I was greatly disappointed to read Doug Bartholomew's erroneous account of an alleged "civil war" between large and small manufacturers, and even more disappointed to read your ill-informed criticism of the National Association of Manufacturers. In particular, the statement in your editorial that the NAM views smaller manufacturers' concerns about trade policy as "not realistic" is in error. We made no such statement; the quote was from the reporter's story, not the NAM source. In reality, the NAM's trade policy is more reflective of small company concerns than that of any other broad-based trade association.
We have a diverse membership at the NAM that is well represented on our Board of Directors and advisory committees. The concerns of our small and medium-sized members about China's unfair trade policies are front and center of our agenda. We have single-handedly led the fight against China's currency manipulation -- a fact which you grudgingly acknowledge -- and against other unfair trade practices in general. The challenge, and it is a daunting one, is to persuade some major trading partners to play by the rules without setting off a destructive round of protectionism.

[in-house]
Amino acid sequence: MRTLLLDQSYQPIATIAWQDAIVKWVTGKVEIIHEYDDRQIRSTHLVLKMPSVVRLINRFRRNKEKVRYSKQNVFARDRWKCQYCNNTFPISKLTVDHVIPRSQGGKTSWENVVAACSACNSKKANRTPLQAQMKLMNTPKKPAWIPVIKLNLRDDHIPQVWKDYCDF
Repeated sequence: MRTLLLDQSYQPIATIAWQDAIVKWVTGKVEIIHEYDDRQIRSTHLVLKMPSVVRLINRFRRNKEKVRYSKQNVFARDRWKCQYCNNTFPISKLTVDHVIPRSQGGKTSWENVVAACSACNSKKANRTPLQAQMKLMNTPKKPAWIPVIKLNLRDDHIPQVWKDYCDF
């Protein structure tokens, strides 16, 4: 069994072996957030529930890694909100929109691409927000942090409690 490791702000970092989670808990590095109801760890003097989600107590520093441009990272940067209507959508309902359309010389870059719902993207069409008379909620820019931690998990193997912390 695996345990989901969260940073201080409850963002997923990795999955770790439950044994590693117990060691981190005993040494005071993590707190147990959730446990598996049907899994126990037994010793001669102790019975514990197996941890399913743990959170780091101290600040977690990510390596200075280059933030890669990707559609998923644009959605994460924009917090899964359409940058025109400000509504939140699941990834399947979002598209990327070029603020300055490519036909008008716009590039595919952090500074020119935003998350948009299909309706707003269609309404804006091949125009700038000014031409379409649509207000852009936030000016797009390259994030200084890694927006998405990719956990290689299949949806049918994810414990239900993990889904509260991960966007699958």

Your comment about CAFTA is also without basis. Our trade deficit with countries with which we have free trade agreements is shrinking rapidly -- down 25 percent this year - even as it rises with countries without free trade agreements.
The members of the NAM speak with one voice on the core challenges to our ability to compete: reducing production costs at home, achieving a level playing field with our foreign trading partners, preparing a 21st century workforce and encouraging more investment in R&D and productivity. Small and medium-sized manufacturers have a strong voice in setting our agenda and policies. To suggest otherwise is simply wrong.